Political News

Top O'Rourke aide moves into Kamala Harris' orbit ahead of 2020

Posted November 16, 2018 6:05 a.m. EST

— The force behind Texas Democrat Beto O'Rourke's record-breaking online fundraising efforts is moving into Sen. Kamala Harris' orbit ahead of her potential 2020 presidential run.

Democratic digital consultant Shelby Cole is joining Authentic Campaigns, the firm founded and led by Mike Nellis, who is Harris' longtime top digital consultant. The move positions Cole to play a major role if the California Democrat runs for president.

Nellis confirmed Cole's hire.

"Shelby did tremendous work for Beto O'Rourke and was a big part of the reason that he raised so much money and engaged with so many people in Texas and across the country," he said. "She's an amazing digital strategist and I'm really excited to be working with her again."

O'Rourke's $70 million online fundraising haul in the Texas US Senate race -- largely through an email and digital program that Cole spearheaded -- made her an emerging star among Democratic consultants. She is leaving Middle Seat, a digital consulting firm run by former senior staffers for Sen. Bernie Sanders 2016 presidential campaign.

The move comes with Democratic jockeying for 2020 already well underway. Only Rep. John Delaney of Maryland and failed congressional candidate Richard Ojeda have officially entered the race, but big-name likely candidates are interviewing potential staffers and consultants as they plot their strategies and how they'd roll out their campaigns.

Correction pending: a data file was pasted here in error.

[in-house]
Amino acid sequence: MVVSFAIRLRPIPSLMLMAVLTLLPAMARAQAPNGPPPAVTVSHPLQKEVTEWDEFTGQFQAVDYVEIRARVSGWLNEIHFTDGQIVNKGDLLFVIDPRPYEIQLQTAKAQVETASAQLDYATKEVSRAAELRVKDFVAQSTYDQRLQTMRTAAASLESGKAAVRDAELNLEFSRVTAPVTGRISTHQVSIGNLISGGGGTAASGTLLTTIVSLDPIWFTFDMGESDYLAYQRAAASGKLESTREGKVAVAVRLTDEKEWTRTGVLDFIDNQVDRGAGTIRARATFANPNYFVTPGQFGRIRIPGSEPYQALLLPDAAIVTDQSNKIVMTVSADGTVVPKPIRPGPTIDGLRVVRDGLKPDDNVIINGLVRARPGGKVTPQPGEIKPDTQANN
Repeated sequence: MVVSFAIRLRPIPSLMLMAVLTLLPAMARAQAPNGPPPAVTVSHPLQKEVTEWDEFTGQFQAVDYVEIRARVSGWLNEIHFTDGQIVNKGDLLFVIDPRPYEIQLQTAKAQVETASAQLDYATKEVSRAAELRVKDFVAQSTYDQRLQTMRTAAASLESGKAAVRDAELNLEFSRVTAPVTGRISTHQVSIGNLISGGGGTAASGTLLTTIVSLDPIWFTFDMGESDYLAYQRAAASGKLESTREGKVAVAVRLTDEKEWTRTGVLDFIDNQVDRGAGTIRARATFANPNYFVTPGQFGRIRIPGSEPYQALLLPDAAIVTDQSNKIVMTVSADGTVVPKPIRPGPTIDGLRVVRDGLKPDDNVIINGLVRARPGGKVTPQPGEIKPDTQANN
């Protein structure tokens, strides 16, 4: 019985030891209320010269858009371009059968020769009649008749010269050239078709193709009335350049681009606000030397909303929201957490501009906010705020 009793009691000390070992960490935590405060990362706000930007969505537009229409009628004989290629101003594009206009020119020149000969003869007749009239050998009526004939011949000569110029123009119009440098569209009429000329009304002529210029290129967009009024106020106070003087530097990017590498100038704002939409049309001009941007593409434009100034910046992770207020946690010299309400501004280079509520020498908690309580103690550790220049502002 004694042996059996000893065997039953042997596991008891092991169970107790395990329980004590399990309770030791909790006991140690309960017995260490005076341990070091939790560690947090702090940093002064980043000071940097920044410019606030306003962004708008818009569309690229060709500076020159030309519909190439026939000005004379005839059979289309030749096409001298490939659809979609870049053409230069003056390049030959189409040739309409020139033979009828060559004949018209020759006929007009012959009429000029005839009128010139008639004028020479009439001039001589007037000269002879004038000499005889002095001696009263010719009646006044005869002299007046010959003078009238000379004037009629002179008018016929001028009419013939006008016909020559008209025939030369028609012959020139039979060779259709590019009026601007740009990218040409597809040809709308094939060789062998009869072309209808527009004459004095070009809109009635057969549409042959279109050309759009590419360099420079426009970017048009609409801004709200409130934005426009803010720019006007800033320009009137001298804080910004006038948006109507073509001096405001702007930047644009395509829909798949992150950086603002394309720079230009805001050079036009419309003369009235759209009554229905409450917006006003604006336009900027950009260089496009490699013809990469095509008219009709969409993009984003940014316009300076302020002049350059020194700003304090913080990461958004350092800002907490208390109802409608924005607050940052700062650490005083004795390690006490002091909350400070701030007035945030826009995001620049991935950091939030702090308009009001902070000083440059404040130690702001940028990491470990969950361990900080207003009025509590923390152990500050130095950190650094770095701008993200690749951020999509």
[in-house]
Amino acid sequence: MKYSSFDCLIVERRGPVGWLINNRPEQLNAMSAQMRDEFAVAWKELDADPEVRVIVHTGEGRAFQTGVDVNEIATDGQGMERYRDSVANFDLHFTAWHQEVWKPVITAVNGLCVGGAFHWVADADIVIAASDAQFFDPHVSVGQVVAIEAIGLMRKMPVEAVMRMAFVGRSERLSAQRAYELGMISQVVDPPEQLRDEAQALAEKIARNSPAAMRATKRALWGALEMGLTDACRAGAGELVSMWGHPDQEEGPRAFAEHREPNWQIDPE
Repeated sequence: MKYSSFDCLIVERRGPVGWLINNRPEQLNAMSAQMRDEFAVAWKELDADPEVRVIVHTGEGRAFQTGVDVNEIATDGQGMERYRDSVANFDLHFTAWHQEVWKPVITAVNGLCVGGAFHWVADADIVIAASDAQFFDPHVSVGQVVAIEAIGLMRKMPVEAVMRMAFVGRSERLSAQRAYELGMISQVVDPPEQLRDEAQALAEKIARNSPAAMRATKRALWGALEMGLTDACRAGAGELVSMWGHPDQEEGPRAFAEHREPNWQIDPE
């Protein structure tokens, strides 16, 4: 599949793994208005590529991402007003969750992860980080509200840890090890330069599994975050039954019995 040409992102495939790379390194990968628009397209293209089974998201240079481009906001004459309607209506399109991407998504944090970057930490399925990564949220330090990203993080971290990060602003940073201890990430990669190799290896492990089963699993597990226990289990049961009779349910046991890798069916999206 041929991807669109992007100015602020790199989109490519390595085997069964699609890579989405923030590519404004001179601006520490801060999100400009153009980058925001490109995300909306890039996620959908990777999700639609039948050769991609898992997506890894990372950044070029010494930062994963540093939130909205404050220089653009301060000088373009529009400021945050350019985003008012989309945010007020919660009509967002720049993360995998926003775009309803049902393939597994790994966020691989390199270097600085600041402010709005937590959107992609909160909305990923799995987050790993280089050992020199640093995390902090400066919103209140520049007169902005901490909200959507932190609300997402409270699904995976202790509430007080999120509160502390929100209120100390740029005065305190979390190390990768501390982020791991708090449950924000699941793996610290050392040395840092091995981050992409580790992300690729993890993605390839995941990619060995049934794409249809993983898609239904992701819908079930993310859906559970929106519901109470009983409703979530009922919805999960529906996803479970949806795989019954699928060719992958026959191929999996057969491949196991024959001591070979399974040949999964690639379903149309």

Harris campaigned this year with Democratic candidates in key early-voting states, including Iowa, South Carolina and Nevada. On Saturday she will visit Mississippi, a state with an early primary in 2020 where the Democratic electorate is largely African-American, to campaign with Mike Espy, the party's nominee in a special Senate runoff election there.

Cole's move also comes as O'Rourke weighs his own political future. The El Paso congressman built a national following during a closer-than-expected loss to Republican Sen. Ted Cruz in Texas, and some Democrats think his optimistic style would make him a strong presidential contender. But he also just ended a grueling two-year campaign -- which means he'd start behind other Democrats who have spent months preparing for presidential runs. And Cole's move into Harris world means O'Rourke would have to run without the consultant who played a key role in turning his campaign into a digital powerhouse.